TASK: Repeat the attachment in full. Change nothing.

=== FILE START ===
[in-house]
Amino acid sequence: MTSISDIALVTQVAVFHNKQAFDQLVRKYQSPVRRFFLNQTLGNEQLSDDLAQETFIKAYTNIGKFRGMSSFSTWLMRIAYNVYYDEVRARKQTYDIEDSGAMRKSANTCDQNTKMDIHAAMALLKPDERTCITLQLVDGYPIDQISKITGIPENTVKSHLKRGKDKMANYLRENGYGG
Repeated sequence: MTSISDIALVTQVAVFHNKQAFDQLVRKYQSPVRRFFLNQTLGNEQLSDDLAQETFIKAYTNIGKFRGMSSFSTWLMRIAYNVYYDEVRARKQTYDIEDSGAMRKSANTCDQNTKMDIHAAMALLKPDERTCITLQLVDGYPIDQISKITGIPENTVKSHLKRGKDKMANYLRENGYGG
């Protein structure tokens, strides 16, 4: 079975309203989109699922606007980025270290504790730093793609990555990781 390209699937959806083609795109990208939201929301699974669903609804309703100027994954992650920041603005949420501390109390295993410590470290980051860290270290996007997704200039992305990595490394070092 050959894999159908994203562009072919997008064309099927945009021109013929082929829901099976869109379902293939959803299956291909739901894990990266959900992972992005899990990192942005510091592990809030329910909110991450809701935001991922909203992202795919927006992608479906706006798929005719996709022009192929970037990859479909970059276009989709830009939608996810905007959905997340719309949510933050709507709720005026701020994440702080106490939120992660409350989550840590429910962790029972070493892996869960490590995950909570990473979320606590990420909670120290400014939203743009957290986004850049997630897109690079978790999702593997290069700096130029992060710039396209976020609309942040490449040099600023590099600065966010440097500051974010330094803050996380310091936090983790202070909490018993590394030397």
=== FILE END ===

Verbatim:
[in-house]
Amino acid sequence: MTSISDIALVTQVAVFHNKQAFDQLVRKYQSPVRRFFLNQTLGNEQLSDDLAQETFIKAYTNIGKFRGMSSFSTWLMRIAYNVYYDEVRARKQTYDIEDSGAMRKSANTCDQNTKMDIHAAMALLKPDERTCITLQLVDGYPIDQISKITGIPENTVKSHLKRGKDKMANYLRENGYGG
Repeated sequence: MTSISDIALVTQVAVFHNKQAFDQLVRKYQSPVRRFFLNQTLGNEQLSDDLAQETFIKAYTNIGKFRGMSSFSTWLMRIAYNVYYDEVRARKQTYDIEDSGAMRKSANTCDQNTKMDIHAAMALLKPDERTCITLQLVDGYPIDQISKITGIPENTVKSHLKRGKDKMANYLRENGYGG
């Protein structure tokens, strides 16, 4: 079975309203989109699922606007980025270290504790730093793609990555990781 390209699937959806083609795109990208939201929301699974669903609804309703100027994954992650920041603005949420501390109390295993410590470290980051860290270290996007997704200039992305990595490394070092 050959894999159908994203562009072919997008064309099927945009021109013929082929829901099976869109379902293939959803299956291909739901894990990266959900992972992005899990990192942005510091592990809030329910909110991450809701935001991922909203992202795919927006992608479906706006798929005719996709022009192929970037990859479909970059276009989709830009939608996810905007959905997340719309949510933050709507709720005026701020994440702080106490939120992660409350989550840590429910962790029972070493892996869960490590995950909570990473979320606590990420909670120290400014939203743009957290986004850049997630897109690079978790999702593997290069700096130029992060710039396209976020609309942040490449040099600023590099600065966010440097500051974010330094803050996380310091936090983790202070909490018993590394030397």